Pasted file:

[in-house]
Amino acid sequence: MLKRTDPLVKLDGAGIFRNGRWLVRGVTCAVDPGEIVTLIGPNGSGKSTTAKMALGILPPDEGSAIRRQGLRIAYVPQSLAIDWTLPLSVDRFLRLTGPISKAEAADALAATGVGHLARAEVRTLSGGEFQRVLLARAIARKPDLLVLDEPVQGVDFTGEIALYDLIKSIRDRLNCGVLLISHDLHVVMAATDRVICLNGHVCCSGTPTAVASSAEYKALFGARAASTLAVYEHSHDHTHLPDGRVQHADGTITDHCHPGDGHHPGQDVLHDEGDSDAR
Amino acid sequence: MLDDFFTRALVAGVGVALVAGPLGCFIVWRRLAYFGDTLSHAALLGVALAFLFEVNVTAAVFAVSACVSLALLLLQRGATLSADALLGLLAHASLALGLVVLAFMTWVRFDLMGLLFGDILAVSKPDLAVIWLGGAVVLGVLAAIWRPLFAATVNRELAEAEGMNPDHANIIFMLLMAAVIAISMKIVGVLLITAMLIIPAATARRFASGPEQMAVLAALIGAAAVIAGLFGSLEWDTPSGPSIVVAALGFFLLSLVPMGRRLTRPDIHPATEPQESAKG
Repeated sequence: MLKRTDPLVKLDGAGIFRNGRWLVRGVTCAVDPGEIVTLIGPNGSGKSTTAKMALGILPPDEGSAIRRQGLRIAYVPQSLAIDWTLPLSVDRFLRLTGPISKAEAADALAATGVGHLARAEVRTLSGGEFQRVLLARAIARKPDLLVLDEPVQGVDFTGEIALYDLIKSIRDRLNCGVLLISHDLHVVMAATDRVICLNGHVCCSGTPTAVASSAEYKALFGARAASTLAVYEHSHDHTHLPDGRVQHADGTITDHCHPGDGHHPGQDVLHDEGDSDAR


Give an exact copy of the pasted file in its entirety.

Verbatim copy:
[in-house]
Amino acid sequence: MLKRTDPLVKLDGAGIFRNGRWLVRGVTCAVDPGEIVTLIGPNGSGKSTTAKMALGILPPDEGSAIRRQGLRIAYVPQSLAIDWTLPLSVDRFLRLTGPISKAEAADALAATGVGHLARAEVRTLSGGEFQRVLLARAIARKPDLLVLDEPVQGVDFTGEIALYDLIKSIRDRLNCGVLLISHDLHVVMAATDRVICLNGHVCCSGTPTAVASSAEYKALFGARAASTLAVYEHSHDHTHLPDGRVQHADGTITDHCHPGDGHHPGQDVLHDEGDSDAR
Amino acid sequence: MLDDFFTRALVAGVGVALVAGPLGCFIVWRRLAYFGDTLSHAALLGVALAFLFEVNVTAAVFAVSACVSLALLLLQRGATLSADALLGLLAHASLALGLVVLAFMTWVRFDLMGLLFGDILAVSKPDLAVIWLGGAVVLGVLAAIWRPLFAATVNRELAEAEGMNPDHANIIFMLLMAAVIAISMKIVGVLLITAMLIIPAATARRFASGPEQMAVLAALIGAAAVIAGLFGSLEWDTPSGPSIVVAALGFFLLSLVPMGRRLTRPDIHPATEPQESAKG
Repeated sequence: MLKRTDPLVKLDGAGIFRNGRWLVRGVTCAVDPGEIVTLIGPNGSGKSTTAKMALGILPPDEGSAIRRQGLRIAYVPQSLAIDWTLPLSVDRFLRLTGPISKAEAADALAATGVGHLARAEVRTLSGGEFQRVLLARAIARKPDLLVLDEPVQGVDFTGEIALYDLIKSIRDRLNCGVLLISHDLHVVMAATDRVICLNGHVCCSGTPTAVASSAEYKALFGARAASTLAVYEHSHDHTHLPDGRVQHADGTITDHCHPGDGHHPGQDVLHDEGDSDAR